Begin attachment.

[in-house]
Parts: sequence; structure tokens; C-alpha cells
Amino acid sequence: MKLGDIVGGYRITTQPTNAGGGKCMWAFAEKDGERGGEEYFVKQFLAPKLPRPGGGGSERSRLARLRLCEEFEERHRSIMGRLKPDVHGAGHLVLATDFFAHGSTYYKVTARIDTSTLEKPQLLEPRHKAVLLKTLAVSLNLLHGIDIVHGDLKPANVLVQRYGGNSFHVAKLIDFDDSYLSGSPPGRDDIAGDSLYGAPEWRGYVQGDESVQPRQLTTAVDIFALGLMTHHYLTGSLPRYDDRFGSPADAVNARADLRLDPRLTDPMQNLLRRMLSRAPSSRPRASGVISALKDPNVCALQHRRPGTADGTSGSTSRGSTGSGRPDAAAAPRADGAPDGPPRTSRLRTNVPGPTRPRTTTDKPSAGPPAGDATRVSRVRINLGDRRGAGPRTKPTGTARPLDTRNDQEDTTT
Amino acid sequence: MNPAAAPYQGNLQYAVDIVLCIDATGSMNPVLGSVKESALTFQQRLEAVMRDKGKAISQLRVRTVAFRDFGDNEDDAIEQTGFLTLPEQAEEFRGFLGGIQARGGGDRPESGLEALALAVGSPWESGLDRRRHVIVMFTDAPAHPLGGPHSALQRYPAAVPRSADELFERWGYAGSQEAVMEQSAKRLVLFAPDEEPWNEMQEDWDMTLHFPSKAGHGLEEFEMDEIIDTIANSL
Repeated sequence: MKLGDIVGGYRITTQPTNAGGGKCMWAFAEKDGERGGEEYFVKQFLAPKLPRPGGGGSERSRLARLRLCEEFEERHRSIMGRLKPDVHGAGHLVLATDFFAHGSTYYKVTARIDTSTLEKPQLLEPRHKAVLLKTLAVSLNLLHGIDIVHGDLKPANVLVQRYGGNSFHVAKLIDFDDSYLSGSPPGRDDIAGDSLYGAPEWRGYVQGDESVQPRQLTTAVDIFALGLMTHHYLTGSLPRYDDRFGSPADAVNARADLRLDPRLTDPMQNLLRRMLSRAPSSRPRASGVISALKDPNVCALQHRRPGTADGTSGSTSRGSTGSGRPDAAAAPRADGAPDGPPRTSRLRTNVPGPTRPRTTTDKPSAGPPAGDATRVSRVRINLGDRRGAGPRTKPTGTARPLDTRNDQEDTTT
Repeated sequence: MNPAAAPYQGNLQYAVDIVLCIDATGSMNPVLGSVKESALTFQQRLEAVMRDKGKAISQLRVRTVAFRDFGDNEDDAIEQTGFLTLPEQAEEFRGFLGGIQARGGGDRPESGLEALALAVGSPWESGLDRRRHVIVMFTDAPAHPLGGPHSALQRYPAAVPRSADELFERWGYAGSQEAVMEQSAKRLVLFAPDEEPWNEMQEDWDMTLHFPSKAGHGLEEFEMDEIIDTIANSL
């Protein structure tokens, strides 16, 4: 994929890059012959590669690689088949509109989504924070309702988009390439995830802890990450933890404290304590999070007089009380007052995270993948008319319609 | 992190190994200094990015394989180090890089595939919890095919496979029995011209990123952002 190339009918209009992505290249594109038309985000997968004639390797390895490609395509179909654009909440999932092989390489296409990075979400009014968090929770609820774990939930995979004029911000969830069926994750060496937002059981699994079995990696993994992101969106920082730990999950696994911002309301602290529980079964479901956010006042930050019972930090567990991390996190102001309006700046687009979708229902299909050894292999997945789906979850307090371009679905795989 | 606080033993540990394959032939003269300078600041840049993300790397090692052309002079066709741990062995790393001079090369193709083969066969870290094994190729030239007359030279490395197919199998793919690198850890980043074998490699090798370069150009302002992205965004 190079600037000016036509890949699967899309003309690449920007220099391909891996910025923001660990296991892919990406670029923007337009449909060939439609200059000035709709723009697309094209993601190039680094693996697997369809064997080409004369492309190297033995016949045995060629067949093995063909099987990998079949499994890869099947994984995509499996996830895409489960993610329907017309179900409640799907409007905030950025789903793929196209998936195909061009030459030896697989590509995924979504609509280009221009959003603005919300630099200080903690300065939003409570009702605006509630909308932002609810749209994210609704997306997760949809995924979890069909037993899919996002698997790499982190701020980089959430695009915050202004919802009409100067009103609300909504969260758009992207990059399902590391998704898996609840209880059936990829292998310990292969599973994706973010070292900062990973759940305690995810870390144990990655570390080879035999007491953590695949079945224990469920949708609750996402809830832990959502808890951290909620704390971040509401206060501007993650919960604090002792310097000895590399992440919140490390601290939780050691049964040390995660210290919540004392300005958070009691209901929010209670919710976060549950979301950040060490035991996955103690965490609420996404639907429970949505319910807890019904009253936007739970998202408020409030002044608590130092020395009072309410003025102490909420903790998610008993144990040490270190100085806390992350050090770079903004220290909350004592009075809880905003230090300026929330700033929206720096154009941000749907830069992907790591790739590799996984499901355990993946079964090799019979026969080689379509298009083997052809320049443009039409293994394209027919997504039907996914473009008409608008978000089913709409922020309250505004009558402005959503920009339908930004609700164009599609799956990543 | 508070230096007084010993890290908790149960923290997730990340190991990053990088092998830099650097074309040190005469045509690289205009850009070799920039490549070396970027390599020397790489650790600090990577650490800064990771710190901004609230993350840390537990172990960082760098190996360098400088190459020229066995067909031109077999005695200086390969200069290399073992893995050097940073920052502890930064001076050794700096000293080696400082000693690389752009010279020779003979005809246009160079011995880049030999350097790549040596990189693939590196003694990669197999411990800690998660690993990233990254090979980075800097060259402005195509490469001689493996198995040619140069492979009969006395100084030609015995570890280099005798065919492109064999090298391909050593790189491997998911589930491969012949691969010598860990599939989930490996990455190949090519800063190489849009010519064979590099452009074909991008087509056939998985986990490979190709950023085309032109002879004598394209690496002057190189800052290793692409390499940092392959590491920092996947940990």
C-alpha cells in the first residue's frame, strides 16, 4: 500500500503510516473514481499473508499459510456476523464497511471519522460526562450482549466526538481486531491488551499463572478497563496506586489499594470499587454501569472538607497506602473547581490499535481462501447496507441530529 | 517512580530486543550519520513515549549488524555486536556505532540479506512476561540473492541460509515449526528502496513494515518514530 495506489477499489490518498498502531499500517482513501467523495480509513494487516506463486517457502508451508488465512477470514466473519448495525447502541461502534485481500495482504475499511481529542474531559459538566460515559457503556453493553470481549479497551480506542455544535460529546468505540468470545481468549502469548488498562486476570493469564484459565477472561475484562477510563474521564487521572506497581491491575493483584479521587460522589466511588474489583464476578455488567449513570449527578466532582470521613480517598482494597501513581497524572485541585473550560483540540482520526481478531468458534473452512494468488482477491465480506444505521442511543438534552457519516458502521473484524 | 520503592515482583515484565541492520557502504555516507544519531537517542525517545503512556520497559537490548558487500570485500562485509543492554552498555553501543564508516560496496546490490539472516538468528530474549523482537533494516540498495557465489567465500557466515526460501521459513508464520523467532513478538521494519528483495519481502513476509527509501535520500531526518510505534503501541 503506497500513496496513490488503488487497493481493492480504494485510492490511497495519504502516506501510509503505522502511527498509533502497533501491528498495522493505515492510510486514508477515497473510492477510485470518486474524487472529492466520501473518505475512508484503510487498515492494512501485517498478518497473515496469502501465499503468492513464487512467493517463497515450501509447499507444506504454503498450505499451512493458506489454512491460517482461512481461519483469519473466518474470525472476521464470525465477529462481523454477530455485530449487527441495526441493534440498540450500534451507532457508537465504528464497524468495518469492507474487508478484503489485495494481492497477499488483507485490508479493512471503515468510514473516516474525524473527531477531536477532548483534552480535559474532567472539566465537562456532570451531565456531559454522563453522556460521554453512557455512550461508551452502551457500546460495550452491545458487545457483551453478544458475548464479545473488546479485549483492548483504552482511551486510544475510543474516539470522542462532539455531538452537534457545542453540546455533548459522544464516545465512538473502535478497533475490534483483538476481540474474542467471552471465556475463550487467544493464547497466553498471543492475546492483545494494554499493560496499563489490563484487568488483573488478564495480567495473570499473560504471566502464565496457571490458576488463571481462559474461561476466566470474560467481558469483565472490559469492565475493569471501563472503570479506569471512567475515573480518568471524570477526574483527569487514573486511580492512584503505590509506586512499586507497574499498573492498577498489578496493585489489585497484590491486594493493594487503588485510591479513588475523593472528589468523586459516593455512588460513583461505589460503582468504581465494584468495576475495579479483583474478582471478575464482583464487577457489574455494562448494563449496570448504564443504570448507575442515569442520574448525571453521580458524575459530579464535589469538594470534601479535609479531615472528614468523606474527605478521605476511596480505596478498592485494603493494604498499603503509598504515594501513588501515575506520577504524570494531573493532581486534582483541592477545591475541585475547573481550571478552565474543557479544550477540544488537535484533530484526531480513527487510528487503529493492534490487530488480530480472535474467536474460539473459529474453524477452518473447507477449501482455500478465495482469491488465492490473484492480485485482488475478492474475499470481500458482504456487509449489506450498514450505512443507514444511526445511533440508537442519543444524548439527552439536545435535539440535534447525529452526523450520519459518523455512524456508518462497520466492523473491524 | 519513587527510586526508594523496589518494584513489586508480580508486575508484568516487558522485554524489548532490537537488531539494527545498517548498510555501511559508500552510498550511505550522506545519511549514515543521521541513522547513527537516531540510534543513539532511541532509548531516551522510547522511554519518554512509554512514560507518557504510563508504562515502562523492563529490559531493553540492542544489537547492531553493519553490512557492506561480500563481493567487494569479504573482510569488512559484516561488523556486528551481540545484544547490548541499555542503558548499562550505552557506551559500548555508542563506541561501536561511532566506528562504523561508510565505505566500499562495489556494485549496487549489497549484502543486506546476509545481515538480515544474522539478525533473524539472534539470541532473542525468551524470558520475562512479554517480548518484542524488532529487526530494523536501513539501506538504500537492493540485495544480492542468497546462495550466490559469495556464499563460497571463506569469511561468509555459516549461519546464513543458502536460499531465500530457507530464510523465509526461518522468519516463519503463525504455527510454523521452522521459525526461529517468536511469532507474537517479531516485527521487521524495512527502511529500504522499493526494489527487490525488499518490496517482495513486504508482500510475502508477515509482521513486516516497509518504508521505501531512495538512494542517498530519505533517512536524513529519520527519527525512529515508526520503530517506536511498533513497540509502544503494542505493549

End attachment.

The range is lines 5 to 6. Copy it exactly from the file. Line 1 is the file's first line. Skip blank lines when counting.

Repeated sequence: MKLGDIVGGYRITTQPTNAGGGKCMWAFAEKDGERGGEEYFVKQFLAPKLPRPGGGGSERSRLARLRLCEEFEERHRSIMGRLKPDVHGAGHLVLATDFFAHGSTYYKVTARIDTSTLEKPQLLEPRHKAVLLKTLAVSLNLLHGIDIVHGDLKPANVLVQRYGGNSFHVAKLIDFDDSYLSGSPPGRDDIAGDSLYGAPEWRGYVQGDESVQPRQLTTAVDIFALGLMTHHYLTGSLPRYDDRFGSPADAVNARADLRLDPRLTDPMQNLLRRMLSRAPSSRPRASGVISALKDPNVCALQHRRPGTADGTSGSTSRGSTGSGRPDAAAAPRADGAPDGPPRTSRLRTNVPGPTRPRTTTDKPSAGPPAGDATRVSRVRINLGDRRGAGPRTKPTGTARPLDTRNDQEDTTT
Repeated sequence: MNPAAAPYQGNLQYAVDIVLCIDATGSMNPVLGSVKESALTFQQRLEAVMRDKGKAISQLRVRTVAFRDFGDNEDDAIEQTGFLTLPEQAEEFRGFLGGIQARGGGDRPESGLEALALAVGSPWESGLDRRRHVIVMFTDAPAHPLGGPHSALQRYPAAVPRSADELFERWGYAGSQEAVMEQSAKRLVLFAPDEEPWNEMQEDWDMTLHFPSKAGHGLEEFEMDEIIDTIANSL